Johnson puts Scottish government on war footing

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Nicola Sturgeon considers the domestic market law of “frontal assault” on the autonomous government of Scotland of which she is chief minister. Internal market law will allow the UK Treasury to determine directly the funds earmarked for “health, education, culture and sports facilities” in all the nations that make up the United Kingdom (England, Scotland, Wales and Northern Ireland).

Johnson is ready to modify a financing that until now is in the hands of Parliament in Edinburgh. Thus, it opens a channel towards a more centralized tax redistribution. A ploy that, contrary to what the British Prime Minister may claim, weakens national unity. “Independence is the only way to protect the Scottish Parliament from undermining and erosion of its powers & rdquor ;, he warned Sturgeon. And more and more Scots are thinking about that solution.

Abysmal contrast

In Scotland the debate is no longer just about ‘Brexit’. The law of the internal market comes when the Scots are verifying that their government works much more rationally than the British in a situation of extreme gravity. The coronavirus is the most important crisis that the Scottish Home Rule Government has had to face in its 21 years of existence.

The way in which Sturgeon has handled the health emergency and the tone of his daily appearance to report the situation, have earned him respect, even from those who would never vote for the Scottish National Party (SNP). The contrast has been abysmal with Johnson’s inconsistencies, broken promises, improvisation, measures announced before backing down and the justification of the behavior of his main adviser, Dominic Cummings, bypassing the regulations of confinement. Faced with Johnson’s lack of control, Sturgeon has given the impression of being in command.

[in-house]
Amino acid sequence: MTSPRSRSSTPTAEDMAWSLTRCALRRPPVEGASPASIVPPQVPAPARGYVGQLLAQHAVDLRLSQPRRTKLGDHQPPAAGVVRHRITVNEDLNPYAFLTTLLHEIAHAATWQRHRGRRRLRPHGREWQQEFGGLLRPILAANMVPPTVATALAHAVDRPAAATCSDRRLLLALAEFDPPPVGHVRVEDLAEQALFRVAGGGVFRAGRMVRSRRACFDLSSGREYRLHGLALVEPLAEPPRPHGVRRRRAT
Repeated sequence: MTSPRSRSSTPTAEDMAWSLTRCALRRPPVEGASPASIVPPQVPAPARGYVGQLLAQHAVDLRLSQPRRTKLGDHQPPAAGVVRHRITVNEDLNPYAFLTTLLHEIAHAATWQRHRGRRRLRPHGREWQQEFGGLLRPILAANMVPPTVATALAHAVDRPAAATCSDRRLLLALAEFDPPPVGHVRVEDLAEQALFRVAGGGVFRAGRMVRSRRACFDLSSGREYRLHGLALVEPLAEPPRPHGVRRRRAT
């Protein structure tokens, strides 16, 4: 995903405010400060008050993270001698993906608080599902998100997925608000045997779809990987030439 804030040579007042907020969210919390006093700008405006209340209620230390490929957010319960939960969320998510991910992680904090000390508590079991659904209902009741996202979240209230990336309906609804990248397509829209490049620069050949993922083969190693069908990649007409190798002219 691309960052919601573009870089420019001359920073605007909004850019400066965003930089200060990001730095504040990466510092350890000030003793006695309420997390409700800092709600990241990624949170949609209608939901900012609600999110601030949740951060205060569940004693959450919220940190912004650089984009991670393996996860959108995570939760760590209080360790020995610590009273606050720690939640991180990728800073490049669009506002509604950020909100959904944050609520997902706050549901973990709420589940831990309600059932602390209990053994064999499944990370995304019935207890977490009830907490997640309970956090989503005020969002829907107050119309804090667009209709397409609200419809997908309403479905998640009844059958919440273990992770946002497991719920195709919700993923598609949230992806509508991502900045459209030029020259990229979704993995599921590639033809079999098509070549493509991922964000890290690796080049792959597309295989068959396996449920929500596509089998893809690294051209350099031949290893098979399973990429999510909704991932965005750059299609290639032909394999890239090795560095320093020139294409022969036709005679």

Rise for independence

Since the beginning of this year, polls show a steady rise in the number of Scots in favor of independence. 53% in the latest YouGov poll, published last month. According to Professor John Curtice, the analyst and professor at the University of Strathclyde, “there is a huge difference” in the public’s perception of how the Scottish and UK governments have handled it (the coronavirus crisis). He 70-75% think Nicola Sturgeon is doing great and with Johnson almost the opposite is true. Most importantly, it is not the only belief that voters voted for independence in the 2014 referendum.

The new London regulations also affect Wales. His chief minister, Labor Mark Drakeford, has condemned Johnson for failing to seek avenues for an agreement with the European Union and instead seizing the occasion to, “break and plunder the agreement for the return of powers Drakeford believes that this maneuver “is going to put a great strain on the unity of the United Kingdom”.

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